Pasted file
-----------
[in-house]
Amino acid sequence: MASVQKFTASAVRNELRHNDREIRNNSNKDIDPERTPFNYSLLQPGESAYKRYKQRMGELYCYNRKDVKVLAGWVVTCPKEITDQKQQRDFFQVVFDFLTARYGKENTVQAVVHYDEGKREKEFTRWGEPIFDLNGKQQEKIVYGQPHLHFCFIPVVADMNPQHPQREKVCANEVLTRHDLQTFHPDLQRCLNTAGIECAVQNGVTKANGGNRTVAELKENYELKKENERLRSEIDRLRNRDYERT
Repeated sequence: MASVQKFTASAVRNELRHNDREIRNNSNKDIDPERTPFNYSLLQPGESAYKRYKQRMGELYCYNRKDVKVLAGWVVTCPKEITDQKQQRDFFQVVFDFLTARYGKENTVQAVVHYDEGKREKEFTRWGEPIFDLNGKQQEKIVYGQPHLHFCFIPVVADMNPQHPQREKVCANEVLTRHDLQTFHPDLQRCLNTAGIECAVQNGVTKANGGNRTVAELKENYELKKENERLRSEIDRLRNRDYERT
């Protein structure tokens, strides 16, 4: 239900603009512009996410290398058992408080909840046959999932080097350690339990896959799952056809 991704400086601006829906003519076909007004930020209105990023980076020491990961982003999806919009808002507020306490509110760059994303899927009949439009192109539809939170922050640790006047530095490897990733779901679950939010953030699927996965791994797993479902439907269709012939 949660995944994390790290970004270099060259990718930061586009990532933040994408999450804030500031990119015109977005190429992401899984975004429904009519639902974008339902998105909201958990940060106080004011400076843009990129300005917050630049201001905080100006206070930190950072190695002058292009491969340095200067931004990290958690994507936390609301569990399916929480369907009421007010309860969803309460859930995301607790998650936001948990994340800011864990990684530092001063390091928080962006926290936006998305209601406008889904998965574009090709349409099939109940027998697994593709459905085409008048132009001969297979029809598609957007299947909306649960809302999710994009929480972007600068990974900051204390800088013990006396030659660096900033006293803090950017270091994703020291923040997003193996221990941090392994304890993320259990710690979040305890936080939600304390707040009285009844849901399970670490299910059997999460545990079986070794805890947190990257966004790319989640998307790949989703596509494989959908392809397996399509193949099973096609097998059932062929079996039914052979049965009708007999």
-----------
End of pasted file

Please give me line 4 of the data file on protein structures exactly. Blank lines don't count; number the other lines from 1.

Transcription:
């Protein structure tokens, strides 16, 4: 239900603009512009996410290398058992408080909840046959999932080097350690339990896959799952056809 991704400086601006829906003519076909007004930020209105990023980076020491990961982003999806919009808002507020306490509110760059994303899927009949439009192109539809939170922050640790006047530095490897990733779901679950939010953030699927996965791994797993479902439907269709012939 949660995944994390790290970004270099060259990718930061586009990532933040994408999450804030500031990119015109977005190429992401899984975004429904009519639902974008339902998105909201958990940060106080004011400076843009990129300005917050630049201001905080100006206070930190950072190695002058292009491969340095200067931004990290958690994507936390609301569990399916929480369907009421007010309860969803309460859930995301607790998650936001948990994340800011864990990684530092001063390091928080962006926290936006998305209601406008889904998965574009090709349409099939109940027998697994593709459905085409008048132009001969297979029809598609957007299947909306649960809302999710994009929480972007600068990974900051204390800088013990006396030659660096900033006293803090950017270091994703020291923040997003193996221990941090392994304890993320259990710690979040305890936080939600304390707040009285009844849901399970670490299910059997999460545990079986070794805890947190990257966004790319989640998307790949989703596509494989959908392809397996399509193949099973096609097998059932062929079996039914052979049965009708007999």